• La Chance ("Luck") = O. The Fool. Description: A delirious man has a rabbit-headed demon on his back, holds another rabbit-headed demon by his left foot as it hangs from his neck, and has a severed rabbit-demon head on top of his head. All the rabbit demons have four-leafed clovers in their mouths.
  • L'Archange ("The Archangel") = XX. Judgment ("The Final Trump"). Description: The Archangel Michael casting Lucifer out of heaven.
  • Le Vicaire ("The Vicar") = XVI. The Tower ("The House of God"). Description: A tonsured old man in priest's robes who sits between a lion on his right and a sheep on his left. Wrapped around his body is a two-headed dragon whose heads are fighting with each other.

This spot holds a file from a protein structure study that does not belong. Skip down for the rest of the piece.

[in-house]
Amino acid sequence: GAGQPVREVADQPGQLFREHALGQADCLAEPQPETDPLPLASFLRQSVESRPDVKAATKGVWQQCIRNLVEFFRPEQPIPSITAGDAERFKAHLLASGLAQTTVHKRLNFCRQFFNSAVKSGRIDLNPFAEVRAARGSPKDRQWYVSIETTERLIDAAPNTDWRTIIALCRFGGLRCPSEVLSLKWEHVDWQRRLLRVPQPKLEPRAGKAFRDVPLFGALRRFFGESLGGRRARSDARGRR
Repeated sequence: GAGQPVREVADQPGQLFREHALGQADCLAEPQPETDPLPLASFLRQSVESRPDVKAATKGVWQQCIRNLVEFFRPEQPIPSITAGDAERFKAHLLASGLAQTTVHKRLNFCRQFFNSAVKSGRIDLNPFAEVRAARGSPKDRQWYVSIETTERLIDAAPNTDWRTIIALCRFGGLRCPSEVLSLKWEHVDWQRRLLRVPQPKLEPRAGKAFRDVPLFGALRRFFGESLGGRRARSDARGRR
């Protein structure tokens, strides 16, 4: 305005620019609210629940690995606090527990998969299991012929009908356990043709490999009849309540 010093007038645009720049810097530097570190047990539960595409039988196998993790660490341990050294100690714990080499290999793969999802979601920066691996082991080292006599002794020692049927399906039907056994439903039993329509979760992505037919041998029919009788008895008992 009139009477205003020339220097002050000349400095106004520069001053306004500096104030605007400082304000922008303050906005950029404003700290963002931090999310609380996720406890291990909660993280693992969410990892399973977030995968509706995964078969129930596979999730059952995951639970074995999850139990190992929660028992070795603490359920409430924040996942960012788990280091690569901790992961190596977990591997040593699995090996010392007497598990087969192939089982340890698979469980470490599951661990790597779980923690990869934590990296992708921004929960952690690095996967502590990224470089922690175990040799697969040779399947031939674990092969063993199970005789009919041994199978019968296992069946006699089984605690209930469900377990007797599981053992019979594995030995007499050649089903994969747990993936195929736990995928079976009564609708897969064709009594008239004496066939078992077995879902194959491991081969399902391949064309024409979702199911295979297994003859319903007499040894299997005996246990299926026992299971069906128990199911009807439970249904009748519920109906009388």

• La Lune Noire ("The Dark Moon") = XVIII. The Moon. Description: A black moon with a malevolent face is sucking three frightened souls into it. It is surrounded with globs of protoplasm, presumably previous victims.
  • La Mort ("Death") = XIII. Death. Description: A robed skeletal figure with a scythe raises it to strike. Behind him stands a serpent-like man in a similar robe (like the bestial depiction of Le Juge) armed with a similar scythe who is preparing to strike him down.
  • Le Diable ("The Devil") = XV. The Devil ("Lust, Separation"). Description: A winged, goat-headed being sits cross-legged with his left fist raised up and his right fist downward. Two winged serpents sit back to back in his lap; their tails loop around The Devil's waist and are presumed either conjoined or issuant from the Devil's groin.